If you take the quote above, which has been shared all over the internet under ‘famous’ design quotes, you might say hyperbole and shock tactics work. It sure got me interested enough to research him. I wanted to know who the hell would say such a thing, and if it had really helped in his success.

Although to be fair, when I think about all the dicky or arrogant things I’ve said randomly over the years… If someone had recorded it all and chosen the worst of them then maybe you’d think I was a complete tool as well! So, with that in mind, I decided to give him the benefit of the doubt and I did a little more digging.

Aha, here’s the man behind ‘that’ quote.  


Source: dolectures.com

I’m not sure exactly when ol Franky boy made that comment, but I found out he’s only 29 (as of 2013) and a New Yorker at that, so I’m going to assume that he was expressing the exuberance and arrogance of youth… with a lot of testosterone thrown into the mix! 

Wait. Did I just use the age card? Argh, I hated that when I was a 20-something!! Sorry… but I digress.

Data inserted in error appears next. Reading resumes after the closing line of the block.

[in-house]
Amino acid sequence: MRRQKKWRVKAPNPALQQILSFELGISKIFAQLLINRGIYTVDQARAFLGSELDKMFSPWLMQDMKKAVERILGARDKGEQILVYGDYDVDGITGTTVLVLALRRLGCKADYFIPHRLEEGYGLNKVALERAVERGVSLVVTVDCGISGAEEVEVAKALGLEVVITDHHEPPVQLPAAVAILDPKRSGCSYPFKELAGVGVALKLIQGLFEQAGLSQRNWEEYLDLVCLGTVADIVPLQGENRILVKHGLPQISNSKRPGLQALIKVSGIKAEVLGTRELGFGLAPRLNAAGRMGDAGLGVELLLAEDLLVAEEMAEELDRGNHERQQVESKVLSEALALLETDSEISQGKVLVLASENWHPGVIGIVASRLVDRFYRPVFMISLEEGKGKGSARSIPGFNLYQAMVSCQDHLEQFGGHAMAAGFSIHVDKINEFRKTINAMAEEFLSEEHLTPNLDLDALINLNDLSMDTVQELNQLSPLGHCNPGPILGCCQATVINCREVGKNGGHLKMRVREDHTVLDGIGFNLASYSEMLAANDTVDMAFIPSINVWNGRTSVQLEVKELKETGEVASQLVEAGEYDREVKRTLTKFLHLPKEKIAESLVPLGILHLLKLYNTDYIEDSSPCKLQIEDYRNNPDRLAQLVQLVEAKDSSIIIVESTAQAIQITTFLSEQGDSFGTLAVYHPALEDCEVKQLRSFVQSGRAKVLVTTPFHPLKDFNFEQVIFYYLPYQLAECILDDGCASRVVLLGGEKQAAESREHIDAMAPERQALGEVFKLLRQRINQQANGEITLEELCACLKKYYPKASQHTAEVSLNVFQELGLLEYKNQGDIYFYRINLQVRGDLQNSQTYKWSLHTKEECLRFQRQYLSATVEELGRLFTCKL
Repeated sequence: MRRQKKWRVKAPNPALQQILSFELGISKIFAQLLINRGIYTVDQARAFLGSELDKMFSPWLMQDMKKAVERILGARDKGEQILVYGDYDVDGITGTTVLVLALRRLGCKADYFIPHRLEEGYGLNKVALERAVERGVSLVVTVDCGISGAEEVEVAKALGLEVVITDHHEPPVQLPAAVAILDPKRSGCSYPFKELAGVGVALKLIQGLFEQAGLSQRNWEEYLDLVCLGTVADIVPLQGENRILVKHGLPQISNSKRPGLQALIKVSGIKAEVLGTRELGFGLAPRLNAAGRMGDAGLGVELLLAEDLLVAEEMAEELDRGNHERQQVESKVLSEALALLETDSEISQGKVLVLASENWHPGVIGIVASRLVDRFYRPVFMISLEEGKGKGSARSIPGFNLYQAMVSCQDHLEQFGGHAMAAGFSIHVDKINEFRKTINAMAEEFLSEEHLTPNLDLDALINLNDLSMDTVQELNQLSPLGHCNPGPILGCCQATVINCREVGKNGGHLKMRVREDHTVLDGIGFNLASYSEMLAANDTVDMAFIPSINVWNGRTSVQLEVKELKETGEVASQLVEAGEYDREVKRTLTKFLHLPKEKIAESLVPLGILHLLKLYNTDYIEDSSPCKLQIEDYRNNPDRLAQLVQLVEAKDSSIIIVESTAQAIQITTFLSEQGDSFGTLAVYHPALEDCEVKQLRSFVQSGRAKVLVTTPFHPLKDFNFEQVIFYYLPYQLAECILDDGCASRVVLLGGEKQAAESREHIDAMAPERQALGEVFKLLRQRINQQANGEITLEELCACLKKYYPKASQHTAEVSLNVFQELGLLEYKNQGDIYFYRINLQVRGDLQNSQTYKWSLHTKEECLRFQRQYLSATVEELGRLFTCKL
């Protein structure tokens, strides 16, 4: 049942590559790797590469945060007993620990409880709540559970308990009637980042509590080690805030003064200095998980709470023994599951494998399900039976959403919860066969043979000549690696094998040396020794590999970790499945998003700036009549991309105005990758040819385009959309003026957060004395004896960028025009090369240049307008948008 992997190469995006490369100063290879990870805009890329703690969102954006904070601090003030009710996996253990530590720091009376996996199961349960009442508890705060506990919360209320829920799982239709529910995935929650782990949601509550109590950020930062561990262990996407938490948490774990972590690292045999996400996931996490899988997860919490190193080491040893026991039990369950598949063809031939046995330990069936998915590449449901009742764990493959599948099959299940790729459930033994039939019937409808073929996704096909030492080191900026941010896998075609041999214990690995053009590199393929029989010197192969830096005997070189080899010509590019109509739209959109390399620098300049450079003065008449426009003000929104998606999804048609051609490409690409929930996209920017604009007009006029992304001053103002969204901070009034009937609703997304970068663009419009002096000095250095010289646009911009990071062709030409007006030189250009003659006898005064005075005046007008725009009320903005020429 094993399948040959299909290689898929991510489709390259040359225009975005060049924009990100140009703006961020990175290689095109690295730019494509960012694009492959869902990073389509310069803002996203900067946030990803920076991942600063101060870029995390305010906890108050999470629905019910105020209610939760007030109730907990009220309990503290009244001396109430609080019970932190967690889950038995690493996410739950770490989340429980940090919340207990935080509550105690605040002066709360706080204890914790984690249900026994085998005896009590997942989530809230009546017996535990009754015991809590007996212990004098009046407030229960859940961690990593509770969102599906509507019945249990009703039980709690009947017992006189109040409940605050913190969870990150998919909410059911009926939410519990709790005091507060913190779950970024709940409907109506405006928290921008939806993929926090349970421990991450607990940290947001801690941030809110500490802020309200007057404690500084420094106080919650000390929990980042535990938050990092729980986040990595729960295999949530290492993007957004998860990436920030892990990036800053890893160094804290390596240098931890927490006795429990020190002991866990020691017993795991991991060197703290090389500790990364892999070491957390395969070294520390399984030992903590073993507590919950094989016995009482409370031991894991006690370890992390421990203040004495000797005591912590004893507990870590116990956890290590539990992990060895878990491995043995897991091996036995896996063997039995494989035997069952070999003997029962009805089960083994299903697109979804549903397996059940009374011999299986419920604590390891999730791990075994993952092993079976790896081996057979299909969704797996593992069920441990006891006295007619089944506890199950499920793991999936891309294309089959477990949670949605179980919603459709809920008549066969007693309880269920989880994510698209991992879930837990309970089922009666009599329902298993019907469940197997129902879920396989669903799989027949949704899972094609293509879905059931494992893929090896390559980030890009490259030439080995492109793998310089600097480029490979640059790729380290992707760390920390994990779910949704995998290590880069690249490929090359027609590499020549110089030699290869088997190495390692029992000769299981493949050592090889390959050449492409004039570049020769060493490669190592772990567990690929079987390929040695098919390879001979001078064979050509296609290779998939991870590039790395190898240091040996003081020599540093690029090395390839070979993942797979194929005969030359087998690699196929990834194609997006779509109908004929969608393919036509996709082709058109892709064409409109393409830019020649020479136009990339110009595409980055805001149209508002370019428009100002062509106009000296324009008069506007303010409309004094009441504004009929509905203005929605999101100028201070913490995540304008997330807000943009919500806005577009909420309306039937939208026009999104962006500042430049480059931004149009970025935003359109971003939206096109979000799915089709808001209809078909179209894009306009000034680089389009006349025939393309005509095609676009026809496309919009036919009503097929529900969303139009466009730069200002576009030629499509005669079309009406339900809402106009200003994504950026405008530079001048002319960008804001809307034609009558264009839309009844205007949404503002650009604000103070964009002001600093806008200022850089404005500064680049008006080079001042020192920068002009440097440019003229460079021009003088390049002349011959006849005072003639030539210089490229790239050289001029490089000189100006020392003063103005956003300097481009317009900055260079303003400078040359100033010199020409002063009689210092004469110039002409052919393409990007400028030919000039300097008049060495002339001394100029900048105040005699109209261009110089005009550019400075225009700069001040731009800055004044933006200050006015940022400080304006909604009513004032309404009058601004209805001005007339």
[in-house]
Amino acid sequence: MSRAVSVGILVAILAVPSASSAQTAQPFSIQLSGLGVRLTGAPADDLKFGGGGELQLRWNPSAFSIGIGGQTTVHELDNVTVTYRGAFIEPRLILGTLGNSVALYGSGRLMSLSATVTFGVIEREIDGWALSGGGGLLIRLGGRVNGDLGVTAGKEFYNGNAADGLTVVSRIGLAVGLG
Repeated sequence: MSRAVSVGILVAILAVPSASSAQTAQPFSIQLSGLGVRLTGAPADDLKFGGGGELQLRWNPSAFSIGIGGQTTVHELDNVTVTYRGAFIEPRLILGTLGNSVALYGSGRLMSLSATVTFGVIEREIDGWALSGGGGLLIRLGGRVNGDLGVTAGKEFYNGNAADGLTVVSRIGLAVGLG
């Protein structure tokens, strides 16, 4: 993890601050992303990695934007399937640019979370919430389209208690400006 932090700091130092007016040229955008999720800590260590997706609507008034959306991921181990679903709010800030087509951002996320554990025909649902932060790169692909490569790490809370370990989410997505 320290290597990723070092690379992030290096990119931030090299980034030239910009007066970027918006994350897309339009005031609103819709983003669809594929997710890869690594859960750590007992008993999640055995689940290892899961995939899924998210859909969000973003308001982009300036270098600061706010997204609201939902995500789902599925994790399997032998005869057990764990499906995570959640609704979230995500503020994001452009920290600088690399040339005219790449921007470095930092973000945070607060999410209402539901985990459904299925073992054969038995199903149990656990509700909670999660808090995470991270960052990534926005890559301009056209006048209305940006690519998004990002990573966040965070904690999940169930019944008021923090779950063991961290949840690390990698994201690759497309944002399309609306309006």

So what else makes this guy a rockstar designer?

Easy. He does great design. In 2010 (at 26), he received the Art Directors Club Young Guns award and in the same year he was selected by Print Magazine to be one of the twenty visual artists to watch under the age of thirty. Pretty lofty stuff.

So, OK, maybe he has the chops to back up his arrogance.

I looked at his website, read some of his essays and then I found a recent interview he gave to an online journal, The Great Discontent. I must admit he said some pretty cool things that show a lot more depth than his first quote indicated. And I was pleased to see he admitted he’s mellowed from his early days when he was desperate to make a name for himself.